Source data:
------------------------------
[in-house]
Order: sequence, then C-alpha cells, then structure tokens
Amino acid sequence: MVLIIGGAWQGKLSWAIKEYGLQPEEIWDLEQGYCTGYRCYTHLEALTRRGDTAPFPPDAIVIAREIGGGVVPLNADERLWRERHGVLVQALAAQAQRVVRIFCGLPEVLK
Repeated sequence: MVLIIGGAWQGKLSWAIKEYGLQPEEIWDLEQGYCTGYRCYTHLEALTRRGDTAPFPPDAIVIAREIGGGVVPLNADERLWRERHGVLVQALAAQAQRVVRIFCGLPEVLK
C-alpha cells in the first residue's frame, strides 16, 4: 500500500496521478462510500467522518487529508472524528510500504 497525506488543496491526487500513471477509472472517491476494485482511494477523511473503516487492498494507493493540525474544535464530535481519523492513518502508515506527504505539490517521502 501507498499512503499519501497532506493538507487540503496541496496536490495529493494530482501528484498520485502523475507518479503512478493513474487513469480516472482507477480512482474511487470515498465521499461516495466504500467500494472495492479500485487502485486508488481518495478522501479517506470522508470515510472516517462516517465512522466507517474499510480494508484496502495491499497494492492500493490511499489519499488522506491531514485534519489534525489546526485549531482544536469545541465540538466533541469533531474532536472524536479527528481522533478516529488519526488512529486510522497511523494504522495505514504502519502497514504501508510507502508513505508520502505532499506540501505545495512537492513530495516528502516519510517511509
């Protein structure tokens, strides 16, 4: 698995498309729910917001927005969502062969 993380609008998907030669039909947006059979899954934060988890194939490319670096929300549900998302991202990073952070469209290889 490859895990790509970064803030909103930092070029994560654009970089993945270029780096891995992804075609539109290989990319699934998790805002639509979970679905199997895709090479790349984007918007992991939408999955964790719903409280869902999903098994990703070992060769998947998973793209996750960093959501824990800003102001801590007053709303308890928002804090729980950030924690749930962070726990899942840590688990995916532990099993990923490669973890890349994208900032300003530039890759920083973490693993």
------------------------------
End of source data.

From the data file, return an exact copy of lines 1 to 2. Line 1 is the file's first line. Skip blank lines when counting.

[in-house]
Order: sequence, then C-alpha cells, then structure tokens